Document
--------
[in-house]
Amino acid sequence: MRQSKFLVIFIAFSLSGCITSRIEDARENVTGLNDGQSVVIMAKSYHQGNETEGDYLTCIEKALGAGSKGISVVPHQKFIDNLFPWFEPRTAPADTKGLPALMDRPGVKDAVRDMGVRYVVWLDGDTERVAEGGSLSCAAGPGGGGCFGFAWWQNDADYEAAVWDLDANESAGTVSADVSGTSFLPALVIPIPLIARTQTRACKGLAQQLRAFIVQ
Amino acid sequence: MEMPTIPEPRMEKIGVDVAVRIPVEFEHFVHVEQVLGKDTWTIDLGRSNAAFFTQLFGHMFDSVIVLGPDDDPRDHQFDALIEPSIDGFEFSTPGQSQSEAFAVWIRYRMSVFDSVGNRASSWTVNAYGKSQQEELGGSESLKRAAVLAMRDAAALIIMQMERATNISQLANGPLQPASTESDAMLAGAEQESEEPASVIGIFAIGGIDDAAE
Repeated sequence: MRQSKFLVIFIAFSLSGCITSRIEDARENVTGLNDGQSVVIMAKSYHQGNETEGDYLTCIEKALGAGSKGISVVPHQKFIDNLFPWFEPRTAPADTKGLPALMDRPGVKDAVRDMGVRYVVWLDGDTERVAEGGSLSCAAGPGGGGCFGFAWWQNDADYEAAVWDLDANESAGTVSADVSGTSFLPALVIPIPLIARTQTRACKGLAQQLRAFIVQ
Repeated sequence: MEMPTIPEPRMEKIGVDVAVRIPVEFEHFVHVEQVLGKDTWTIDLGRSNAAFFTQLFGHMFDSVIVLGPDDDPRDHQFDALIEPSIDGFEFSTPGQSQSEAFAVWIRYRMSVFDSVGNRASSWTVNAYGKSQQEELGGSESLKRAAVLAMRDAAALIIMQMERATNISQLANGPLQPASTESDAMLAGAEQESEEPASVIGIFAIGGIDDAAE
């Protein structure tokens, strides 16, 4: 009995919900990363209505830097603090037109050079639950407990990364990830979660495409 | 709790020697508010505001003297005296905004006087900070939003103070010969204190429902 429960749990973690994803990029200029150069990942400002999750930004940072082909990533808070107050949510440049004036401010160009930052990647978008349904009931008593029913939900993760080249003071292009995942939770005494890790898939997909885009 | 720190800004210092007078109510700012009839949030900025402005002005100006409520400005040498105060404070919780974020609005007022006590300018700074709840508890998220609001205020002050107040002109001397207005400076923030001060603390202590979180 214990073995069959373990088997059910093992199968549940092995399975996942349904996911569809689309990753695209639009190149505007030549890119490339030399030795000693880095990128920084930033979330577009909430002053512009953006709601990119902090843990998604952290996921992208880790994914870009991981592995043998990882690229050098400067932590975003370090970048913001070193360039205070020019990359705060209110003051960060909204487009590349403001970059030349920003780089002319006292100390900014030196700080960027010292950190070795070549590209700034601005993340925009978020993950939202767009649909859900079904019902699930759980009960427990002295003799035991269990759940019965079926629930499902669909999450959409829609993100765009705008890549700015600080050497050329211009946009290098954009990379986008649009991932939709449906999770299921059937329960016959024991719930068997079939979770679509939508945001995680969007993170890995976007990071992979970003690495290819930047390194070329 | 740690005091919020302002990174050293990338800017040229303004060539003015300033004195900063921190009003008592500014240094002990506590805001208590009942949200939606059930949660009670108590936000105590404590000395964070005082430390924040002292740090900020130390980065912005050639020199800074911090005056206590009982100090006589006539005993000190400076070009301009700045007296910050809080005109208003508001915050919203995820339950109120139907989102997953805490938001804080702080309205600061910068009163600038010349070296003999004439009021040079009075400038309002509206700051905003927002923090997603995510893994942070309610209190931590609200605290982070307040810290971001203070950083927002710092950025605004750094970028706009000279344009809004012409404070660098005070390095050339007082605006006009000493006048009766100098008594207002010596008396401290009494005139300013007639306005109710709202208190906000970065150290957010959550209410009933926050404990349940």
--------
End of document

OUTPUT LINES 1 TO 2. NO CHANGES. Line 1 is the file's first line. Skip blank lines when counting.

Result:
[in-house]
Amino acid sequence: MRQSKFLVIFIAFSLSGCITSRIEDARENVTGLNDGQSVVIMAKSYHQGNETEGDYLTCIEKALGAGSKGISVVPHQKFIDNLFPWFEPRTAPADTKGLPALMDRPGVKDAVRDMGVRYVVWLDGDTERVAEGGSLSCAAGPGGGGCFGFAWWQNDADYEAAVWDLDANESAGTVSADVSGTSFLPALVIPIPLIARTQTRACKGLAQQLRAFIVQ